Once the support vehicle showed up and Alex was taken back to the YMCA to shower and clean up, one of the riders who had done the short course arrived and told me that he was a local doctor. He went into the shower where Alex was cleaning up and assessed Alex’s condition. He took out his phone and called the local pharmacy, calling in a prescription for burn cream. He sent me to get it. The pharmacist was expecting me when I walked in, and I was in and out in less than 5 minutes. When I got back to the YMCA, Alex was out of the shower, the doc was ready to put the cream and bandages on his wounds.
Alex walked out of the Y, got in the truck and took a serious nap to address the shock that he had been through. Over the next couple of days, my wife and I changed his bandages and watched him begin the healing. Thank goodness that there was no school, as he was too immobile to attend school.
He had band-aids of many of his fingertips, and his hip and knee required the biggest size non-stick pads we could find, as he slid on the asphalt until he stopped. When he returned to school a week later, he was still wearing lots of bandages and had limited mobility. Yet, as soon as he could, he got back on the bike and kept up his training regimen with his Coach, Glen Thompson. He returned to swimming in the pool, and within 2 weeks, he was able to “jog” up and down the driveway.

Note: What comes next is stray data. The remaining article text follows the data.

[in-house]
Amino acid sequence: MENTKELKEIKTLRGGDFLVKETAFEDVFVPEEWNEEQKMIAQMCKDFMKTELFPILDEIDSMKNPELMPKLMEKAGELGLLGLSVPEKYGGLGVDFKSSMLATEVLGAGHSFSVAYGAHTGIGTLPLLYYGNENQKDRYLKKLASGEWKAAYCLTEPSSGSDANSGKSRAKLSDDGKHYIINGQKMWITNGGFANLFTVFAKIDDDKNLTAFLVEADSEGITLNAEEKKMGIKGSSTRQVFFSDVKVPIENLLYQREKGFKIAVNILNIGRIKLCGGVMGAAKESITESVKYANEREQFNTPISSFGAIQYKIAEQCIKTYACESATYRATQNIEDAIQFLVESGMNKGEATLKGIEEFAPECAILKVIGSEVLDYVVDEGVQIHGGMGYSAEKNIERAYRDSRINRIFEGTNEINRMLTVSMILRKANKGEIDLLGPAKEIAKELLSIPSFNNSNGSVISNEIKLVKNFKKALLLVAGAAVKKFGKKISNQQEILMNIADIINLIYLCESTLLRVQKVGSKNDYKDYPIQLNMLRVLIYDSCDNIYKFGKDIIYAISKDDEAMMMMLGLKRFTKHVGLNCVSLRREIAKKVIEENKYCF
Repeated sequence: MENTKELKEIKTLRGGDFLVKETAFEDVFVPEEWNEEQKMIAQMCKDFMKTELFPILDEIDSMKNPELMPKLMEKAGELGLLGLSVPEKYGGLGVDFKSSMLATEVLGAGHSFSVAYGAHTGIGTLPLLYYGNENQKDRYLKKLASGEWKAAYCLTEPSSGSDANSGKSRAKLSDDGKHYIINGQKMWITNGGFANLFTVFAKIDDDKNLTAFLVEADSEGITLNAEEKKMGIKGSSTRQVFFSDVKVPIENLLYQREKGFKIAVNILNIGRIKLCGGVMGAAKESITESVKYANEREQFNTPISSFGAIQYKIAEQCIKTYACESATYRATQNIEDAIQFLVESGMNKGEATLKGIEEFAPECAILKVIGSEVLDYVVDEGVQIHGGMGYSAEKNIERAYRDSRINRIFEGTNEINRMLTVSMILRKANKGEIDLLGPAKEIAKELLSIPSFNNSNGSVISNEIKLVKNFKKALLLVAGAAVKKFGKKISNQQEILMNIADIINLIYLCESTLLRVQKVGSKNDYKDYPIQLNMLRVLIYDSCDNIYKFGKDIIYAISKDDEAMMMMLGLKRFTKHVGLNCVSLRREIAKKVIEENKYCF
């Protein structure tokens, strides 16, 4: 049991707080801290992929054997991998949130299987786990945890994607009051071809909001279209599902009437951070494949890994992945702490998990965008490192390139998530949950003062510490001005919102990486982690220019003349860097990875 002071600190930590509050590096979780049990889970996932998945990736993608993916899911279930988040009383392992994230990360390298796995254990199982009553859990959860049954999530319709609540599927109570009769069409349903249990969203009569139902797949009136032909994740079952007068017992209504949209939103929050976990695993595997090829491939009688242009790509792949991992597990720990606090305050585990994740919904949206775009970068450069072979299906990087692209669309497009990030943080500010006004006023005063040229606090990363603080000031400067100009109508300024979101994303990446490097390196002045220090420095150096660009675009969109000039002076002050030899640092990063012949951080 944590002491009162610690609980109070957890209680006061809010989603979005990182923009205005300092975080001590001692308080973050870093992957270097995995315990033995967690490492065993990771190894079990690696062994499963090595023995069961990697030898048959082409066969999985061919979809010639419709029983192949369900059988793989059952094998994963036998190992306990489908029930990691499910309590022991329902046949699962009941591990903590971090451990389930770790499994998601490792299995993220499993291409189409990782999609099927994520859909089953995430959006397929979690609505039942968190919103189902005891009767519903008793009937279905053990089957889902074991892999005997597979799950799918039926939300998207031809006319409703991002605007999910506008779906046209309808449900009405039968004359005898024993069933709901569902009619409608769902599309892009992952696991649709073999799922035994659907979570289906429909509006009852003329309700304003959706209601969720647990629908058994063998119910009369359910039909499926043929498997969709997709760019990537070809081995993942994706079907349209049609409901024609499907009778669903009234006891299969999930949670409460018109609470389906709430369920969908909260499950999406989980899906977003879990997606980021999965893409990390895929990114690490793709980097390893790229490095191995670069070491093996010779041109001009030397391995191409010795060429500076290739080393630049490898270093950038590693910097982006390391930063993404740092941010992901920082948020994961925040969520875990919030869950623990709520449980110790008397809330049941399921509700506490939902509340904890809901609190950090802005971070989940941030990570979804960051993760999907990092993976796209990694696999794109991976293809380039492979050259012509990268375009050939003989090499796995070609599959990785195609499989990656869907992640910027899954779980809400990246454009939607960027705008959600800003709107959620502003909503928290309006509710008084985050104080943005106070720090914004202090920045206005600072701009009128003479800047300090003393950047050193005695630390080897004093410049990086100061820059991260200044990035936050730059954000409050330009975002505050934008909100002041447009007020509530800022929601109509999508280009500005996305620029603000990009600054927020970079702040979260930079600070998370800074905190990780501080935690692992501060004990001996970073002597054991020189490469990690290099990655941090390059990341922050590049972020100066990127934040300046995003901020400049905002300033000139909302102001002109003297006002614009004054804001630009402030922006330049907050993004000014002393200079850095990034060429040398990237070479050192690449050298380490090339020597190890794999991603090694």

By the end of week 3, Alex was ready to compete with his not-quite-healed body. He competed in the White Lake Sprint Triathlon, his first open water triathlon, wearing a wet suit over some serious scabs. He had a long first transition, yanking the wetsuit off over those wounds, yet he got on the bike and covered 14 miles without any pain. A week later, he did the Cary Duathlon Classic, a race that is harder and longer than the upcoming World Championship. In both these races, he won his age group, handily. No “just squeaking it out” sort of wins but he won by several minutes each time. Tonight, he does his first-time trial of the season, yet another cycling event. I suspect that he will break his personal record tonight, even though 4 weeks ago, he was lying in bed, nearly motionless.
As I watched Alex overcome failure and step up to the podium to be recognized as the winner in each event, he had a traditional smile of pride on his face that any kid would wear when he gets positive recognition. Yet I questioned how much he “changed” from his accident. For sure, when a person, teenager or adult, experiences a grand failure that they knew was their misdoing, the temptation is to overreact, or perhaps go so far as to quit the sport in its entirety. I am blessed to have a son tough enough to keep fighting.
Last night, he told me that he feared failure the upcoming series of Gran Fondo bike races this weekend. I was proud of him for confessing that he knows that his bike handling skills are not good. That fear should help him put out extra effort to remain in control as we descend though the mountains in and around Chattanooga, TN, on Saturday and North Georgia, on Sunday. That said, I won’t be shocked for a heart beat if he comes home with some more hardware and cool Instagram photos from success.
Or he might come home with some more scabs. Either way, it’s all good. Failure is a part of our trajectory. In fact, it is the act of failing that represents the litmus test as to whether or not you are even ON a trajectory or just trying to maintain. Trying to maintain inspires no one. Trying to overcome adversity…now that is the stuff that stories are made.
What adversity are you trying to overcome?